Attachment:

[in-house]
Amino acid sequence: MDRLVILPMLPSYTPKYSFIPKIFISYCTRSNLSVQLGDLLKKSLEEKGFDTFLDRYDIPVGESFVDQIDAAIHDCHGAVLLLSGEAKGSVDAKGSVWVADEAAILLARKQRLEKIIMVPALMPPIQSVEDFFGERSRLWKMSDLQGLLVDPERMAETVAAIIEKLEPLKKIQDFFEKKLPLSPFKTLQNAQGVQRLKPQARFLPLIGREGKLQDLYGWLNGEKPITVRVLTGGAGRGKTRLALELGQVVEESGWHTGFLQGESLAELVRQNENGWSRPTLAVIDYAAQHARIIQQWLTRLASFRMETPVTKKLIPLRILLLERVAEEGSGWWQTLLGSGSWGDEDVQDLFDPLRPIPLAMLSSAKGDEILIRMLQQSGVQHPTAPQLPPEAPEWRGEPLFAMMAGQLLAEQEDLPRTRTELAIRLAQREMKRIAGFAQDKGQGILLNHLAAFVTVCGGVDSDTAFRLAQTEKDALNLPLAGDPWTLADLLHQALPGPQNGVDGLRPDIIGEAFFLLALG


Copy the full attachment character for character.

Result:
[in-house]
Amino acid sequence: MDRLVILPMLPSYTPKYSFIPKIFISYCTRSNLSVQLGDLLKKSLEEKGFDTFLDRYDIPVGESFVDQIDAAIHDCHGAVLLLSGEAKGSVDAKGSVWVADEAAILLARKQRLEKIIMVPALMPPIQSVEDFFGERSRLWKMSDLQGLLVDPERMAETVAAIIEKLEPLKKIQDFFEKKLPLSPFKTLQNAQGVQRLKPQARFLPLIGREGKLQDLYGWLNGEKPITVRVLTGGAGRGKTRLALELGQVVEESGWHTGFLQGESLAELVRQNENGWSRPTLAVIDYAAQHARIIQQWLTRLASFRMETPVTKKLIPLRILLLERVAEEGSGWWQTLLGSGSWGDEDVQDLFDPLRPIPLAMLSSAKGDEILIRMLQQSGVQHPTAPQLPPEAPEWRGEPLFAMMAGQLLAEQEDLPRTRTELAIRLAQREMKRIAGFAQDKGQGILLNHLAAFVTVCGGVDSDTAFRLAQTEKDALNLPLAGDPWTLADLLHQALPGPQNGVDGLRPDIIGEAFFLLALG